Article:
President Obama recently signed the Water Infrastructure Improvements for the National Act (WIIN) into law. Like many major spending acts, there’s a lot of “stuff” in this bill. It includes funding to help Flint, Michigan recover from its lead crisis, help for water projects in California, as well as re-authorization of several big conservation and restoration acts.
For those of us in Southeast Texas, there was one potentially important item in the bill. It includes a provision to speed up feasibility studies for a coastal storm surge protection system for Galveston Bay and the Houston area. This is what is more commonly known as the “Ike Dike.” The provision was added by Senator John Cornyn.
It makes the Army Corps of Engineers take certain studies into account that were already developed by the Gulf Coast Community Protection and Recovery District while completing their Storm Surge Suppression Study.
— Kiah Collier (@KiahCollier) December 19, 2016
In English, this provision is meant to cut some red tape that might stand in the way of making a theoretical plan to suppress storm surge a reality.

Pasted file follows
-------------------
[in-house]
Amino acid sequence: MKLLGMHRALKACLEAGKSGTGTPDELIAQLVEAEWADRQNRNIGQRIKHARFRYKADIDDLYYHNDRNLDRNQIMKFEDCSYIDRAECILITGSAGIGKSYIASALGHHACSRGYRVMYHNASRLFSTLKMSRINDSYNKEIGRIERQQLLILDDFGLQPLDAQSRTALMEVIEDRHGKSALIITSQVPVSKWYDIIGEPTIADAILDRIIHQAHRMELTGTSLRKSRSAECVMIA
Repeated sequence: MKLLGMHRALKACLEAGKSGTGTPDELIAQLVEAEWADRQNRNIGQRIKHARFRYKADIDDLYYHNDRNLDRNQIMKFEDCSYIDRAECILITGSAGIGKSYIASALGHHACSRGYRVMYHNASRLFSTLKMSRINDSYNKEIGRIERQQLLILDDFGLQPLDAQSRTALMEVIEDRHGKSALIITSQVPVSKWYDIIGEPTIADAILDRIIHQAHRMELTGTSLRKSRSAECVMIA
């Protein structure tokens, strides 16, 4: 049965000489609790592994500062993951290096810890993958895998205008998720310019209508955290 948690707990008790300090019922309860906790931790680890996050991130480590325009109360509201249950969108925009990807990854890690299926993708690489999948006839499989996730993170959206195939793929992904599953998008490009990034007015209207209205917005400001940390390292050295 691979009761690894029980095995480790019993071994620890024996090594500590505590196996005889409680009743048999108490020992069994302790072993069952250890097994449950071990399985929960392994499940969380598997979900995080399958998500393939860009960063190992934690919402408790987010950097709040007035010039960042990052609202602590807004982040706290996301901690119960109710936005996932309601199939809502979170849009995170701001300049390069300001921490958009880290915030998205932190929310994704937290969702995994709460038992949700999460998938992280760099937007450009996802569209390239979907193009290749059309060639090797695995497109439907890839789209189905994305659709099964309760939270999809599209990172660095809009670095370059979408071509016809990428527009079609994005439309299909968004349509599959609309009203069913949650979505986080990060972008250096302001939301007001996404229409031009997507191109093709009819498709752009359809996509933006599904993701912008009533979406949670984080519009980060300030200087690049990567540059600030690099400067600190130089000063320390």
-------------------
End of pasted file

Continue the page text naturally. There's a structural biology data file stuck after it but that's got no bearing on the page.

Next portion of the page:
Why do we care about this?
Well, Eric and I have written about this topic in the past. We are both firm believers that this project is necessary. Given how slow this idea has been progressing, we both believe that some action is better than no action.
Houston has little to no protection from a worst-case scenario hurricane, should it occur. The economic impacts alone, both at a local and national scale of a worst-case scenario storm would be catastrophic. Yes, it’s easy to sit back and clamor about spending so much money to protect against the relatively low odds of a worst case storm. This may even be off your radar since the Gulf has been in a hurricane drought in recent years. But the reality is that it will happen one day. If spending a couple billion dollars now protects against hundreds of billions of dollars in infrastructure damage, economic loss, environmental contamination, and not to mention loss of life in the future, then it’s probably worth it.
This is a good step for the “coastal spine” to eventually be built, but there’s still a long road ahead. It’s incumbent on everyone to keep raising awareness to this issue and demand action from our leaders at all levels.
Posted at 11:10 am CT by Matt